Sunday, 6 April 2014

My Antonia, by Willa Cather

Why I read it: Western Canon

Podcasts: CBC Ideas

Brow: Upper Middle, but only if you already know how to pronounce the title character's name. Middle if you had to wait until Julia Turner said it on the Slate Culture Gabfest.

Summary: Jim Burden arrives in Nebraska at his grandparents' prosperous farm following the death of his parents back in Virginia. On the train with him is a poor but educated family of Bohemians who have bought a farm down the road. Jim is assigned by his grandmother to teach the oldest daughter, who is a few years his elder, English. The two strike up a lifelong friendship that endures even after Jim moves to town, finishes high school, and goes off to college, but is held back from turning into a romance by the gulf of social class. Years later, Jim, who has never married, returns and visits Antonia.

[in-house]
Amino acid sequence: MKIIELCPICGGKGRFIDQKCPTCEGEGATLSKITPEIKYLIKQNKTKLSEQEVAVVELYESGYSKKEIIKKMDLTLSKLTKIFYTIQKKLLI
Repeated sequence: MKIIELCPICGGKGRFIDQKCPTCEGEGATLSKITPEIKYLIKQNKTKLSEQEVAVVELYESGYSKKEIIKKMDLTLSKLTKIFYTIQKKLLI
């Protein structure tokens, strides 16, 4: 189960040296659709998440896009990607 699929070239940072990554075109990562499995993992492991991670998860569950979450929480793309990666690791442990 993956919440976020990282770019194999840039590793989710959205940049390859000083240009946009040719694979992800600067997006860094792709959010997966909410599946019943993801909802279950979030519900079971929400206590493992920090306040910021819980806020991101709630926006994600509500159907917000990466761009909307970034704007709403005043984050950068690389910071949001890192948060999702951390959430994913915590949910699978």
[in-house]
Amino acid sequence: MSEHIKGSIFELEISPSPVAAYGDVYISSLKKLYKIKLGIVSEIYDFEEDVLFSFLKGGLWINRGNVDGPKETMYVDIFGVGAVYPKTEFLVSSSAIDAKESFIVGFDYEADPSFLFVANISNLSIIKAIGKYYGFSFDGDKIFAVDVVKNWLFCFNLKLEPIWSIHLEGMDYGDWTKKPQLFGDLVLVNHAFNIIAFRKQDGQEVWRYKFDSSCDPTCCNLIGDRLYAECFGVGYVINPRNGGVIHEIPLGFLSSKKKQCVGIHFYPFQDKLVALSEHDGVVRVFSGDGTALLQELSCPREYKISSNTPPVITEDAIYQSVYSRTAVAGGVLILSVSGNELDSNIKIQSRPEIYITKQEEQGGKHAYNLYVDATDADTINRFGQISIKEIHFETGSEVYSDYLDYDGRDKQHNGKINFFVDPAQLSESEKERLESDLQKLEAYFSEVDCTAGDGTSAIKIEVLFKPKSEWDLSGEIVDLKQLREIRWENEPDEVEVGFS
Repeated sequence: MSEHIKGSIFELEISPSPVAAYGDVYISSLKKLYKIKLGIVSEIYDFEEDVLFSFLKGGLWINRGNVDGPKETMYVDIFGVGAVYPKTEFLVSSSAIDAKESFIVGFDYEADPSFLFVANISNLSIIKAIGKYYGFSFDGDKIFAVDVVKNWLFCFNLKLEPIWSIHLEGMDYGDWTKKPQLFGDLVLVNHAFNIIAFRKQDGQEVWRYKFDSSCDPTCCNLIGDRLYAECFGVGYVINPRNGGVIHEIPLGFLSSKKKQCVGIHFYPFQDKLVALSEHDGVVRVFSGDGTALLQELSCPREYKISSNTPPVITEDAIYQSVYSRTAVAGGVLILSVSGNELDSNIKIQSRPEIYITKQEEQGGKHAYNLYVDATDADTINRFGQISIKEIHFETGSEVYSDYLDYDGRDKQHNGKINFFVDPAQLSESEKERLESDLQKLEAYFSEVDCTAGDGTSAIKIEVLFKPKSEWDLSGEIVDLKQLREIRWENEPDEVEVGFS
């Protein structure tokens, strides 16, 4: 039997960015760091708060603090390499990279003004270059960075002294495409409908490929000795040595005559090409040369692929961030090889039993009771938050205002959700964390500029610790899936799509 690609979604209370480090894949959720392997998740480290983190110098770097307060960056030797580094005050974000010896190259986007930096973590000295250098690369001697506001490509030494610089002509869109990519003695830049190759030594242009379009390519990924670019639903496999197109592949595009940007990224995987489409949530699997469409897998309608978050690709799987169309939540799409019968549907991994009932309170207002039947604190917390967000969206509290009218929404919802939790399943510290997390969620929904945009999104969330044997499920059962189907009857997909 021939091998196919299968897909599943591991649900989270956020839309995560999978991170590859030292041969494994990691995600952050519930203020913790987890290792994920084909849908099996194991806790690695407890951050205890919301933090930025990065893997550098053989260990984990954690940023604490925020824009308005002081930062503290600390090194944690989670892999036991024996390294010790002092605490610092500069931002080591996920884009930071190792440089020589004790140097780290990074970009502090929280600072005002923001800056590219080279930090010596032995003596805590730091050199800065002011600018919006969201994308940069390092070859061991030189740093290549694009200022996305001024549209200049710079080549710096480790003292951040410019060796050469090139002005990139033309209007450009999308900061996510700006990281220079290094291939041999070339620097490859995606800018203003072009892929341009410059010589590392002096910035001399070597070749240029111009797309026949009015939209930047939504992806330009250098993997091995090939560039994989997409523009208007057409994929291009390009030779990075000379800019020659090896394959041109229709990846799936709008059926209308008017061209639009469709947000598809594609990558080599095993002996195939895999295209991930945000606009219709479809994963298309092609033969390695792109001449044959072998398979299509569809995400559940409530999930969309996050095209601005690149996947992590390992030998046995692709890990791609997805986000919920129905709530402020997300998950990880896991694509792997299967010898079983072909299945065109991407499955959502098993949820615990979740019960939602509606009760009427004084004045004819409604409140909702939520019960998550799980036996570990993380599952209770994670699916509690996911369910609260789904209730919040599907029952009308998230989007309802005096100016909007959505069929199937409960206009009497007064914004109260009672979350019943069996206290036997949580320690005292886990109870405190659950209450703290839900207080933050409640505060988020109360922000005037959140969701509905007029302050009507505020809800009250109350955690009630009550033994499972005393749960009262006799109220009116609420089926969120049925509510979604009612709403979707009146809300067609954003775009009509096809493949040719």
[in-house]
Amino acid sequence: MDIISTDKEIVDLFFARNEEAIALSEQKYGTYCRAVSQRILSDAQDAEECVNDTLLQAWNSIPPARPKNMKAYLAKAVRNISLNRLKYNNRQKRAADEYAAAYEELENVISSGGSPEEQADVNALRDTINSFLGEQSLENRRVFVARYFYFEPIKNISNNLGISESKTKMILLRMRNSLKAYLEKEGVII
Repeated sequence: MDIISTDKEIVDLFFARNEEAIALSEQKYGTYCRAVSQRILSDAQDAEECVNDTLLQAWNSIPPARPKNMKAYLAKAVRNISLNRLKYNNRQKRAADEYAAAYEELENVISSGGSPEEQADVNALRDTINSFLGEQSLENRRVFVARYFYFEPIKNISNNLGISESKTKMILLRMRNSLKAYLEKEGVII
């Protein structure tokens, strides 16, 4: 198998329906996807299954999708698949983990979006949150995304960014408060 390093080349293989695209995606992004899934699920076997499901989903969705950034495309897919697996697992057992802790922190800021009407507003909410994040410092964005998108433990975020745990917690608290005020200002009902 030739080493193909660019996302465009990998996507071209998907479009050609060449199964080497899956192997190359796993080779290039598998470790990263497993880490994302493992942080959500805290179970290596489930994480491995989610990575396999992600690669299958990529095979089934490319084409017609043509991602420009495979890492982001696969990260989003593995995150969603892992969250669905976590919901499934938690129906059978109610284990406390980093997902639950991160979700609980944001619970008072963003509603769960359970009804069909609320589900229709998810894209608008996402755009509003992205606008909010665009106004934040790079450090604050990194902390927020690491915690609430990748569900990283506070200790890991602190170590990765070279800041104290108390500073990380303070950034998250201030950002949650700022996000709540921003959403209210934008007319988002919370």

But should you read it? If you're a fan of Little House on the Prairie and doomed romances, this is definitely the book for you. If you get angry when two characters so obviously well-suited to each other are kept apart by their families' and society's expectations, perhaps you should give up on media altogether. It's also quite short at just 250 pages, probably just enough to tide you over during a train journey from Virginia to Nebraska.

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